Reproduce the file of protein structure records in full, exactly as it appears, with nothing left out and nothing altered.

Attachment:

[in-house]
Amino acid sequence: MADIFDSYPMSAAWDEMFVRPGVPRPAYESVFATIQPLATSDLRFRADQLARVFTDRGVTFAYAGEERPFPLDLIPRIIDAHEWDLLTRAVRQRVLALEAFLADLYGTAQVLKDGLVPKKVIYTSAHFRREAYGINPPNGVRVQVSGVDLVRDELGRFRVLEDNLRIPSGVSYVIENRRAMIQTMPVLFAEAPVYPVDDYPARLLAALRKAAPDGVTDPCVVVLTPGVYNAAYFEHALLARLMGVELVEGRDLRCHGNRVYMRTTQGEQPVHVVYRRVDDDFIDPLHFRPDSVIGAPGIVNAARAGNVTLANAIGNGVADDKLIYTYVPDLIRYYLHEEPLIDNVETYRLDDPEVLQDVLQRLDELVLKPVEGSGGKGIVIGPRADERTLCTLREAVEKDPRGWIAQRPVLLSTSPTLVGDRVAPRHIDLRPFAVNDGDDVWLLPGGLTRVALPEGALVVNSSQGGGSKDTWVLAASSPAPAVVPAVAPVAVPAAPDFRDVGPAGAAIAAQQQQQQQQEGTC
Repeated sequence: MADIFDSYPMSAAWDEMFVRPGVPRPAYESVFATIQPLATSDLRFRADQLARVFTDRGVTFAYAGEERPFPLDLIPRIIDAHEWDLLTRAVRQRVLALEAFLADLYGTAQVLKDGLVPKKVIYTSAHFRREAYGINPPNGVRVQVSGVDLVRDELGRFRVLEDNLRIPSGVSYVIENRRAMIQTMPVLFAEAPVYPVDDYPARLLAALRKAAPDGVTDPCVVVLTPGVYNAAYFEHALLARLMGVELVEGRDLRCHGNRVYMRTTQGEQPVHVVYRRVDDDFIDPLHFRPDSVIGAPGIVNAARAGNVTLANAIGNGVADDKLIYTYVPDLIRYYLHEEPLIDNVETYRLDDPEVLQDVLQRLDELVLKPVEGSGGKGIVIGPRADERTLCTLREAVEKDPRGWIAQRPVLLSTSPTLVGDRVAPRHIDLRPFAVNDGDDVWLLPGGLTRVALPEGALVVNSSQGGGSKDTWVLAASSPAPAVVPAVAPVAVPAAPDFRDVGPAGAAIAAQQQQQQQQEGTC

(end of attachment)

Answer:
[in-house]
Amino acid sequence: MADIFDSYPMSAAWDEMFVRPGVPRPAYESVFATIQPLATSDLRFRADQLARVFTDRGVTFAYAGEERPFPLDLIPRIIDAHEWDLLTRAVRQRVLALEAFLADLYGTAQVLKDGLVPKKVIYTSAHFRREAYGINPPNGVRVQVSGVDLVRDELGRFRVLEDNLRIPSGVSYVIENRRAMIQTMPVLFAEAPVYPVDDYPARLLAALRKAAPDGVTDPCVVVLTPGVYNAAYFEHALLARLMGVELVEGRDLRCHGNRVYMRTTQGEQPVHVVYRRVDDDFIDPLHFRPDSVIGAPGIVNAARAGNVTLANAIGNGVADDKLIYTYVPDLIRYYLHEEPLIDNVETYRLDDPEVLQDVLQRLDELVLKPVEGSGGKGIVIGPRADERTLCTLREAVEKDPRGWIAQRPVLLSTSPTLVGDRVAPRHIDLRPFAVNDGDDVWLLPGGLTRVALPEGALVVNSSQGGGSKDTWVLAASSPAPAVVPAVAPVAVPAAPDFRDVGPAGAAIAAQQQQQQQQEGTC
Repeated sequence: MADIFDSYPMSAAWDEMFVRPGVPRPAYESVFATIQPLATSDLRFRADQLARVFTDRGVTFAYAGEERPFPLDLIPRIIDAHEWDLLTRAVRQRVLALEAFLADLYGTAQVLKDGLVPKKVIYTSAHFRREAYGINPPNGVRVQVSGVDLVRDELGRFRVLEDNLRIPSGVSYVIENRRAMIQTMPVLFAEAPVYPVDDYPARLLAALRKAAPDGVTDPCVVVLTPGVYNAAYFEHALLARLMGVELVEGRDLRCHGNRVYMRTTQGEQPVHVVYRRVDDDFIDPLHFRPDSVIGAPGIVNAARAGNVTLANAIGNGVADDKLIYTYVPDLIRYYLHEEPLIDNVETYRLDDPEVLQDVLQRLDELVLKPVEGSGGKGIVIGPRADERTLCTLREAVEKDPRGWIAQRPVLLSTSPTLVGDRVAPRHIDLRPFAVNDGDDVWLLPGGLTRVALPEGALVVNSSQGGGSKDTWVLAASSPAPAVVPAVAPVAVPAAPDFRDVGPAGAAIAAQQQQQQQQEGTC